Thursday, January 2, 2014

On This Date in Minnesota History: January 2

January 2, 1863 – Jack Williams was discharged from the Union Army on this date after being wounded during the Battle of Stone River in Murfreesbo, Tenn., and discovered while in the hospital to be a woman.1

Williams was in fact Frances Clalin Clayton, a farm wife from Minnesota and mother of three, who along with her husband Elmer Clayton had enlisted in a Missouri regiment to fight in the American Civil War. 

Clalin as as a soldier and in female dress

According to a St. Paul Daily Press article dated May 26, 1863, Frances’ husband wanted to join the army, and she was determined to go with him (there is no mention of who took care of their children). “Elmer Clayton procured her a suit of men’s clothes, a false mustache and goatee, and the two were mustered in Co. A. 13th Missouri Cavalry.”A disguise was necessary as “both the Union and Confederate armies forbade the enlistment of women.”4

“It was not that hard for Clalin to convincingly play the part of Jack Williams. She was tall and masculine, and had tan skin. She had also worked on perfecting manly activities such as smoking, drinking, chewing tobacco, swearing and gambling. Clalin was quite fond of cigars as well. By doing these things, Clalin increased her manly character so that she would fit in and others wouldn't see past her disguise.

Clalin was also reported to be a good ‘horse-man’ and ‘swordsman’, and the way she carried herself in stride was soldierly, erect, and masculine. She was well trained and knew her duties well, but was also a respected person who commanded attention in the way she acted. It was said of Clalin in one report that she did her duties at all times and was considered to be a fighting man.”

Frances and ”Elmer served side-by-side until he died during the Battle of Stones River (or Murfreesboro) on December 31, 1862. He was only a few feet in front of Frances at the time, but some sources say that she didn't stop fighting - she stepped over his body and charged when the commands came.”5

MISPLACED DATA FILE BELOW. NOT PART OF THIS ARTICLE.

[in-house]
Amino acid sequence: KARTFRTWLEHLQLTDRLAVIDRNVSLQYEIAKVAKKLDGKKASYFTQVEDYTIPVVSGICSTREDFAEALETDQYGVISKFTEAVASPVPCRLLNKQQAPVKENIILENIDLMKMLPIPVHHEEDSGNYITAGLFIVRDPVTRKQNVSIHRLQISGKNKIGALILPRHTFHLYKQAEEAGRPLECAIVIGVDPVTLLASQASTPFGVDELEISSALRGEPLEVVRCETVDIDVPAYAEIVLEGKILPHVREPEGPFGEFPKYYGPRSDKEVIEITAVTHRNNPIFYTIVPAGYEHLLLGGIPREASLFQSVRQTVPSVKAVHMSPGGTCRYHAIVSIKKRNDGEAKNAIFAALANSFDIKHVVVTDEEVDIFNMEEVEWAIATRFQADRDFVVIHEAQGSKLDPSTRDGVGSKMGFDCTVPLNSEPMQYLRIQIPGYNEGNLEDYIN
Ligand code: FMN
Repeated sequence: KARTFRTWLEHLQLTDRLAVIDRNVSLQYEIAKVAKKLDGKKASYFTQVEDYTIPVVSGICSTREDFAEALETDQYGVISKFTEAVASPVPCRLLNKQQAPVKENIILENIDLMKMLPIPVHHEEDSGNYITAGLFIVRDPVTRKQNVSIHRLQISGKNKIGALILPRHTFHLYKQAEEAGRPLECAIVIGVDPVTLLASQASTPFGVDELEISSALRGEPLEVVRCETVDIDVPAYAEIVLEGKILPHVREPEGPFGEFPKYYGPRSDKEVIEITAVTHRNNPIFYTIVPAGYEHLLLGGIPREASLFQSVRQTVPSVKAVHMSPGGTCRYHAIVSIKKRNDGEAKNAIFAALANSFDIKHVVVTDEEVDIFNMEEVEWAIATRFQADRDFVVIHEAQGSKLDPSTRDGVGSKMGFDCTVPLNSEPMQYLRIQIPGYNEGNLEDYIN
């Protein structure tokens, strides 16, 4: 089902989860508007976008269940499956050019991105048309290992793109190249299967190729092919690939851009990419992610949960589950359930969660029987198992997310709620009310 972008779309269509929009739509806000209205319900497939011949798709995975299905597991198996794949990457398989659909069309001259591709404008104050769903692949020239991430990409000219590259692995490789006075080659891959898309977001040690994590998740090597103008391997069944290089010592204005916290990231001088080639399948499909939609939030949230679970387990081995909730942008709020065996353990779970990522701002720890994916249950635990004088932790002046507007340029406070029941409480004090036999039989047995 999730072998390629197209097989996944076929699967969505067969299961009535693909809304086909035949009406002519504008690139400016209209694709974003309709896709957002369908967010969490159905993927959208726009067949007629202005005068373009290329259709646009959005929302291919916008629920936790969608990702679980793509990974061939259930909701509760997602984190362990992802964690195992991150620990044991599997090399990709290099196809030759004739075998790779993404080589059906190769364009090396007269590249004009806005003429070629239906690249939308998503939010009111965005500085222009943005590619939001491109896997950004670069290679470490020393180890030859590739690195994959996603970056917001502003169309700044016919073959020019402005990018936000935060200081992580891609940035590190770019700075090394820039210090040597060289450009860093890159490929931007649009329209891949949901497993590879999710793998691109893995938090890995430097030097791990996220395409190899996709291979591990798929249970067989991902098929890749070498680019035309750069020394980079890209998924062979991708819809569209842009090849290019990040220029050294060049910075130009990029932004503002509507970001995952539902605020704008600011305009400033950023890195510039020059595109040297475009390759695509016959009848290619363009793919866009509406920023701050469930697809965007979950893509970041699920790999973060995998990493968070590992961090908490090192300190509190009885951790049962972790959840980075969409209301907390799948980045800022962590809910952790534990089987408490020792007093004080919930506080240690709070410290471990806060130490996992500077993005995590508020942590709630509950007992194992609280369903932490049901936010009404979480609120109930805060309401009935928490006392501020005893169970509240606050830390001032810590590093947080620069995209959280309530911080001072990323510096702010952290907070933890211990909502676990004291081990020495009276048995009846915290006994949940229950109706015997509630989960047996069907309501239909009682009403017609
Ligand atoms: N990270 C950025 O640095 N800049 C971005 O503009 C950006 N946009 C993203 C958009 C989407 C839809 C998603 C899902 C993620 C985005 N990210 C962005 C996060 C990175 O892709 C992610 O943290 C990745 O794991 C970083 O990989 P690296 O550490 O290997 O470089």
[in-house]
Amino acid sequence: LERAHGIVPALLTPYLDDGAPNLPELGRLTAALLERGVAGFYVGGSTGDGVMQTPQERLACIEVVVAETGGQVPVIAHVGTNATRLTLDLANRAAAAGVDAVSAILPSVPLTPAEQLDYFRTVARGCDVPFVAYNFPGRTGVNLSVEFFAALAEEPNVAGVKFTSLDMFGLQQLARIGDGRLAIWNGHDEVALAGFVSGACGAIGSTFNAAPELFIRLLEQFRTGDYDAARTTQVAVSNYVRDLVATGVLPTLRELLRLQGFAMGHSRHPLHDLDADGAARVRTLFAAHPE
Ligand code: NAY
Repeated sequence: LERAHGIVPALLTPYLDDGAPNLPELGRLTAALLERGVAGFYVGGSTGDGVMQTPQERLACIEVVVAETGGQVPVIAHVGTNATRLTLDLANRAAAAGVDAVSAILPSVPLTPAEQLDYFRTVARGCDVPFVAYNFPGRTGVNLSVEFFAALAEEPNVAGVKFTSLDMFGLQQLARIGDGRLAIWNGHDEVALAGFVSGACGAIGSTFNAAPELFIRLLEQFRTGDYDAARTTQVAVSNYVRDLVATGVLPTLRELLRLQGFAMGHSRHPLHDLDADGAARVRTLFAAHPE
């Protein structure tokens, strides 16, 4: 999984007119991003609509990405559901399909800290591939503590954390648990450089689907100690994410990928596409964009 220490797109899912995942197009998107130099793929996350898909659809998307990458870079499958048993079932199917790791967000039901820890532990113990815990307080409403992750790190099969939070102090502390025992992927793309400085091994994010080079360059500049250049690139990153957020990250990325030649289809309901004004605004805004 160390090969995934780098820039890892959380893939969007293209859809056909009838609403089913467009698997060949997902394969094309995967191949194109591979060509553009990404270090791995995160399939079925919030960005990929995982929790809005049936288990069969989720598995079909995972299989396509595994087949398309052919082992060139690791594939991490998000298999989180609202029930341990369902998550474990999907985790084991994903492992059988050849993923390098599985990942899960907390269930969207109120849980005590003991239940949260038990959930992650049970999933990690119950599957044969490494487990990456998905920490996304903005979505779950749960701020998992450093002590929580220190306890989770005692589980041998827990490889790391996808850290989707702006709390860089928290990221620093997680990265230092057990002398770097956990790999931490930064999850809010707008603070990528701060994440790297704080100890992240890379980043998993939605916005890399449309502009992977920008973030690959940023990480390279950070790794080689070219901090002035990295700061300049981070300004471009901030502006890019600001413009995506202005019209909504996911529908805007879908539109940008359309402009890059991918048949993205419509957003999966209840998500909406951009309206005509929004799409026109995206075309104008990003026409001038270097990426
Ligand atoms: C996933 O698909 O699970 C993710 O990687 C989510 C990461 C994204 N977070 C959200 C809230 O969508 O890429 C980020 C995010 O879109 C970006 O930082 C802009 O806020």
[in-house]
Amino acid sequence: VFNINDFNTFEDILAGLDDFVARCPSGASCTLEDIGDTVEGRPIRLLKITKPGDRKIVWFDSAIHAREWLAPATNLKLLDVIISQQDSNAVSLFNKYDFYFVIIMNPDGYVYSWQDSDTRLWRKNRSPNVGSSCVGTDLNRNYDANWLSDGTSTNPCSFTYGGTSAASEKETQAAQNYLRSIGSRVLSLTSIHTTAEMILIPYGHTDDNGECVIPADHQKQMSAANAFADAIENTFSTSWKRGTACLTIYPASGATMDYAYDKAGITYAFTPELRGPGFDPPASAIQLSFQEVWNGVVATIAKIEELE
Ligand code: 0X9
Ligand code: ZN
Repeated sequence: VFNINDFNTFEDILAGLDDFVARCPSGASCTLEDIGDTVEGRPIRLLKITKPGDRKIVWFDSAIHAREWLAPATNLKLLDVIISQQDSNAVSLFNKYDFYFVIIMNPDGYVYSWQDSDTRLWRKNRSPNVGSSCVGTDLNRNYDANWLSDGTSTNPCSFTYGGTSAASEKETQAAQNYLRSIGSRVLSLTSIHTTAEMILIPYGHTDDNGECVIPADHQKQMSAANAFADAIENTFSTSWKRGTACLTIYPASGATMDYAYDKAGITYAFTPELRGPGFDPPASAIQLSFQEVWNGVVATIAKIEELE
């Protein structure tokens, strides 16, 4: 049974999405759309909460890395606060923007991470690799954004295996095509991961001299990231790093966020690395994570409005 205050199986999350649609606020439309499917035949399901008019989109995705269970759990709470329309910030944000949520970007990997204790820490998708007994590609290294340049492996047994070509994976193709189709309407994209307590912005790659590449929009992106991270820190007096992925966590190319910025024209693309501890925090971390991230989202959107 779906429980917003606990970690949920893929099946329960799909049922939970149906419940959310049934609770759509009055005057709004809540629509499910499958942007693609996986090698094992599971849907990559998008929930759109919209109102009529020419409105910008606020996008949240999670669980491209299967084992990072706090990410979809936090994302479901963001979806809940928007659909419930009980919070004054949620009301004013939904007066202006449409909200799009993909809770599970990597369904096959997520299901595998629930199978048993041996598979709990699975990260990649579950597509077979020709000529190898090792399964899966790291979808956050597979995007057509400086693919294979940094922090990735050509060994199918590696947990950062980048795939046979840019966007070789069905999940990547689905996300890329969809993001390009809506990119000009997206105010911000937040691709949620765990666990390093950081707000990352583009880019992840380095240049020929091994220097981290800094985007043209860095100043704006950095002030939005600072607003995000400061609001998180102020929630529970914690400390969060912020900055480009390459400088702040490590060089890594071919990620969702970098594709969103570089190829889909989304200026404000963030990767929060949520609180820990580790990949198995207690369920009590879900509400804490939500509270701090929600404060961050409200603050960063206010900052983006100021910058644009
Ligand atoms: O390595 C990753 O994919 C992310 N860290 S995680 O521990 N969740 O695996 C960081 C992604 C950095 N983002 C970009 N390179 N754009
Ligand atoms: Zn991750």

“After being discharged Clalin tried to get back to Minnesota to collect the bounty owed her and Elmer, as well as to get some of his belongings. It’s also speculated that she wanted to reenlist, but was unable to. Her train was attacked by a Confederate guerrilla party and she was robbed of her papers and money. She then went from Missouri to Minnesota, to Grand Rapids, Michigan and on to Quincy, Illinois. In Quincy a fund was created to aid her quest for payment by former soldiers and friends. Frances was last reported to be headed for Washington, DC.”5


A Curious Incident—A St. Paul Girl in Rosecran’s Army…[Mr.] Clayton determined to join the army and his wife avowed her intention of accompanying him. He procured her a suit of men’s clothes, a false mustache and goatee, and the two were mustered in Co. A. 13th Missouri Cavalry…She was in the battle of Shiloh, and was twice wounded…and again, at the battle of Murfeesburo, in which her husband was killed on the third day. She saw him fall, being in a skirmish, rode three times past the body before she had the opportunity of picking him up…She arrived in the city on Sunday morning…She says there are a number of women in the service. She could recognize them, though the men could not…She avows that she is not afraid of anything that lives. We believe it.

St Paul Daily Press, May 26, 1863. This is one of several description of Frances Clayton, a Minnesota woman said to have served in a Virginia, Ohio or Minnesota regiment. Historical and current accounts conflict on almost every major point—dizzyingly so.  Was she misquoted?

3Minnesota History Center Civil War Exhibit; March 2–Sept. 8, 2013

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